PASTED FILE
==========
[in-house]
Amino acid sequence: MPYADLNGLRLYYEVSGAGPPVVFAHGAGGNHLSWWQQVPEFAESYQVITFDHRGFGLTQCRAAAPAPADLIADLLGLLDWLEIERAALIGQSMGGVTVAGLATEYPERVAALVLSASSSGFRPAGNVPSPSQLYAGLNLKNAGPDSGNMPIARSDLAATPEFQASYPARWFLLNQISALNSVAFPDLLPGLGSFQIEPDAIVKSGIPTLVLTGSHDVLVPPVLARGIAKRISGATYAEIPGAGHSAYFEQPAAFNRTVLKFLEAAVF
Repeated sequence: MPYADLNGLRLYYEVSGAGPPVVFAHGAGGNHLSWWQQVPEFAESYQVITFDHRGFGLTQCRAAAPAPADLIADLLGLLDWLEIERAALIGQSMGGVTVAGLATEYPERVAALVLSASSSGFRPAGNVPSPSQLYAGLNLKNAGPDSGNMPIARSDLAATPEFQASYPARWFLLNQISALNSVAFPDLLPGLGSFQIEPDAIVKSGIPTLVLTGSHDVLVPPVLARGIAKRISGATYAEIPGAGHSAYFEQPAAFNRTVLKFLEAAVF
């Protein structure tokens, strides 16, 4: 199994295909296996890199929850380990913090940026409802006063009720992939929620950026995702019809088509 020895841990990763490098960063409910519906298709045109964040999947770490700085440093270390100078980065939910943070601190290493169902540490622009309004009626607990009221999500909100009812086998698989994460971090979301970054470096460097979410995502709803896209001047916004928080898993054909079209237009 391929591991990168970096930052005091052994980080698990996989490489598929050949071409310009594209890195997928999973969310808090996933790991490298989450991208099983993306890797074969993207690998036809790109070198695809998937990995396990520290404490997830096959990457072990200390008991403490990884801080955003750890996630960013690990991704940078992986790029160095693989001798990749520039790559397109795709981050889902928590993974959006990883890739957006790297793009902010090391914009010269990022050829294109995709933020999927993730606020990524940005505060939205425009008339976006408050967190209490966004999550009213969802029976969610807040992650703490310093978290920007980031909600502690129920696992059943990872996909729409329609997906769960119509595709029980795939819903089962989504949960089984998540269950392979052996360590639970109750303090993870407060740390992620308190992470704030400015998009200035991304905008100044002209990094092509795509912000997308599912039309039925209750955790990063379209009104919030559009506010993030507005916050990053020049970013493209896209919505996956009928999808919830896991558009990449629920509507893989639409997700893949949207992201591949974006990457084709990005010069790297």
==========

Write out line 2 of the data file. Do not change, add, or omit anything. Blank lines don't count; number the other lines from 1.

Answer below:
Amino acid sequence: MPYADLNGLRLYYEVSGAGPPVVFAHGAGGNHLSWWQQVPEFAESYQVITFDHRGFGLTQCRAAAPAPADLIADLLGLLDWLEIERAALIGQSMGGVTVAGLATEYPERVAALVLSASSSGFRPAGNVPSPSQLYAGLNLKNAGPDSGNMPIARSDLAATPEFQASYPARWFLLNQISALNSVAFPDLLPGLGSFQIEPDAIVKSGIPTLVLTGSHDVLVPPVLARGIAKRISGATYAEIPGAGHSAYFEQPAAFNRTVLKFLEAAVF